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Page 24 text:
VERN A. HARTMAN "Foo"
B Sketball 2, 3, 4, Manaqer: Lantern Staff 47 Class V
B Sebdll 1, 2, 3, 4: Class President 45 Annual 4: GI
P1 Y 47 Football 3, 4. Club lp Intramurals 2,
BETTY CORBLY, MARY AGNES KAVENEY, FRANK WATSON, HARRY SEIBERT-P't t tk
LIFE looks pretty hard to any
six-year-old entering his first
year in school, but it looks equal-
ly hard to an eighteen-year-old
leaving school and entering that
realm which their elders blithely
call "on your own."
But as we of the Senior Class
look back upon those twelve
year old fears, they seem pretty
foolish. Why should we have
been wary of such a simple sys-
tem as school when we iw
must face the future with only
the implements that we received
And then, too, we were most
fortunate in being the first
youngsters to enter the first
grade in the first year of that
"big new school." We had the
advantage of finding new desks,
new blackboards and best of all
-new acquaintances. Yes, in
that black year of '29 we were
Of that first class there is only
a small percentage which has
completed the entire twelve
years at Anderson and now call
themselves Seniors. ln fact there
are only sixteen of the forty-sev-
en in the Senior Class who may
really be called by that very
foolish sounding, but most des-
criptive name of-"Anderson
Babies." Those babies are as fol-
lows: Bob Kendall, linny Davis,
Gladys Dunn, Bette Corbly, l-lel-
en Barnes, Bob Askew, Elinor
l-loobler, Winnie Dunn, Merrell
Zeter, lim Misheff, Bill Daugh-
erty, Edna Mae Clark, Nettie May
C Scott, ButhEM ette, Frank Watson,
and Charles Taylor.
For the second and third
grades we still felt pretty small
and not quite sure of ourselves
but when the fourth grade plac-
ed us upstairs, we realized our
importance. lt must have been
the early morning climb.
Fifth and sixth grades mean
little to us now as definite time
periods but they also placed
stitches in our tapestry of mem-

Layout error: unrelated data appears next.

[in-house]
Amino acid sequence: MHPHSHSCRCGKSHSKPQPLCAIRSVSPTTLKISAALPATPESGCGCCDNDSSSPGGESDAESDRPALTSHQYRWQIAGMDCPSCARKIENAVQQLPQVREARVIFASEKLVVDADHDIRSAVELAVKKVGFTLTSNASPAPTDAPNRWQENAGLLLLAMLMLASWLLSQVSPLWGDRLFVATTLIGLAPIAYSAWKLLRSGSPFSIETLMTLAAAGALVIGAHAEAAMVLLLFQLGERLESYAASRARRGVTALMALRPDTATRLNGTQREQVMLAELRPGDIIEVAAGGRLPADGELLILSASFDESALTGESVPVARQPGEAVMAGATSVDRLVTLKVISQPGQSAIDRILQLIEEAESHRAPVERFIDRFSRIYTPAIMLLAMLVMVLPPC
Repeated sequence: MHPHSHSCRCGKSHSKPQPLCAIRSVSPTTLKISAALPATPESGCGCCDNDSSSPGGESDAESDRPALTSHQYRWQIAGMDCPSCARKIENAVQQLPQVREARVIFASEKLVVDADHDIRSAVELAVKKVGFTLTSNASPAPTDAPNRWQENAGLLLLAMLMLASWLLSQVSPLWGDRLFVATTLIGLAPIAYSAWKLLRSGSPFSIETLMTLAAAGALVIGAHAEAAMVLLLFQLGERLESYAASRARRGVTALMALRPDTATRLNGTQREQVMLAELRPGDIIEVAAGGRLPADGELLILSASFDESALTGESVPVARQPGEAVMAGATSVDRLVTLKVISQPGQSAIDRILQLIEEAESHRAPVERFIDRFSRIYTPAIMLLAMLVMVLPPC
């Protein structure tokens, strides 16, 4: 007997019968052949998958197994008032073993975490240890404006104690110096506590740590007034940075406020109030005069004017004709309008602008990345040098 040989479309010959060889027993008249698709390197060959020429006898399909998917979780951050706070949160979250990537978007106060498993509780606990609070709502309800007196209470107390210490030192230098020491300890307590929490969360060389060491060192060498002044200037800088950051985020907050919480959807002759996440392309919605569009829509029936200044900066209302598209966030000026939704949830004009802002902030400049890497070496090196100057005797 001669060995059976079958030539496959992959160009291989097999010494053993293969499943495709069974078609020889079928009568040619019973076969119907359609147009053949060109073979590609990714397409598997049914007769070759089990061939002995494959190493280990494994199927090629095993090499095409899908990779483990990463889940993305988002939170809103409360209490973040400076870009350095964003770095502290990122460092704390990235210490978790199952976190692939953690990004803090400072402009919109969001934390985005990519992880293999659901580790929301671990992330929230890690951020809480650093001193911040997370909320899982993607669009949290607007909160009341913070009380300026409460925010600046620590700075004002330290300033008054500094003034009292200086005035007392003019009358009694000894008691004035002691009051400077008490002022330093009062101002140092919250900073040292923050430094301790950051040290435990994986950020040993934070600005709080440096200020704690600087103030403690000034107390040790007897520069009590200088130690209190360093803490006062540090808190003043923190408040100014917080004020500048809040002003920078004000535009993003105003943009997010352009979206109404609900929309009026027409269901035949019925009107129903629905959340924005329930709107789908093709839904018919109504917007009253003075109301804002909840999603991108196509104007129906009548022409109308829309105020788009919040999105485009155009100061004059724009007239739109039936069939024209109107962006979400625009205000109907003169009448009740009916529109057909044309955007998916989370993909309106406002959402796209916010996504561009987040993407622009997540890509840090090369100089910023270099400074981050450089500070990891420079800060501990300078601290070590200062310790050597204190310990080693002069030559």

ory. Stitches which probably
each of us have differently-
stitches intimate to each of us
alone and meaningless to all
Upon reaching the seventh
RUTH WOOLET "Colton
Page 23 text:
ERNEST ESTER I "Ernie"
Class Play 3, 4, Annual 4.
LEE DOHMAN "Doors"
Hughes l, 2, Annual 4,
Baseball 3, 4, Football Man-
ager 4, Class Play 3, 4,
Lantern 3, 4, I-li-Y 4, Bas-
ketball Manaqer 3, 4, Class
Secretary 3, 4.
Football 3, 4, Lantern 4, An-
nual 4, Debate 3, 4, Chem-
istry Club 4, Track 4, Class
PAUL FASKE "Fahski"
Class Play 4, Annual 4.
Basketball 1, 2, 3, 4, Foot-
ball 3, 4, Intramurals 2, 4,
Baseball 2, Annual 4, Track
VIRGINIA DAVIS "Iinny"
Glee Club l, Girl Reserves
l, 2, 3, 4, Lantern 3, 4, An-
nual 4, G. A. A. 4, Basket-
ball l, 2, 3, Class Play 3,
4, Latin Club 4, 4-H Club l
2, 3, 4, President 2, Dra-
matic Club 3.
GLADYS DUNN "Happy"
Glee Club l, Girl Reserves
l, 2, 3, 4, Basketball 1, 2,
3, G. A. A. 4, President,
Lantern, 3, 4, Annual 4,
Cheer Leader 3, 4.
WIN IFRED DUNN "Winnie"
Glee Club l, Lantern Staff
4, Annual 4, Intramurals 4.
Student Senate l, 2, Basket-
ball l, 2, 3, G. A. A. 4:
Girl Reserves l, 2, 3, 4,
President 4, Lantern l, 2,
3, 4, Class Play 3, 4, Latin
Club 4, Annual 4, Dramatic
ELINOR HOOBLER "Bunny"
Class Play 3, Girl Reserves
l, 2, 3, 4, Annual 4, Glee
Club l, 2, Latin Club 4, 4-H
Club l, 2, 3, 4.
Page 25 text:
grade we first became sophisti-
cated-elected class officers and
having all those exciting little
parties that made us feel that we
were really a special 400 of our
Sadly in the eighth grade we
dropped the artificial cloak and
became aware of the fact that we
were practically in high school
and would have to really grow
up. Graduation was a most im-
portant affair-but isn't it al-
ways? To everyone it brings its
own peculiar feelings, usually
disastrous to the adolescent. And
it was to us.
As Freshmen we were duly
subdued by the thought of ini-
tiation but we soon heard whis-
pers that that special form of
torture was to be omitted for the
first time, but in place we were
to be honored with a dance. Per-
haps, to most of us, the latter
course was the worse of the two
evils, but to the strains of "That
Old Feeling" we were all con-
quered by an overwhelming de-
sire to learn to dance. And when
the B. of Ed. gave permission to
hold dances that winter we were
Naturally as Sophomores we
forgot our own feelings of the
preceding year and tried to
make the Freshmen uncomfort-
able. Succeeding in this, we
were pleased and consequently
accepted praise for our Fresh-
The next year placed us in the
left middle section of the balcony
at the first assembly-an act pro-
claiming to all that we were lun-
iors. Casting all precedence
aside we first elected a female as
class president and then pur-
chased our class rings as luniors.
The lunior-Senior Prom was our
big lunior spread and with tu-
lips, corner cupboards and pick-
et fences we transformed the
lunchroom into a Dutch garden.
Naturally we gave a class play
and although every class calls
their play a success we feel cer-
tain that everyone considered
"The l-lutchinsons, Bless Them"
above the standard of all lunior
Did we enjoy being luniors?
lllfe most certainly did.
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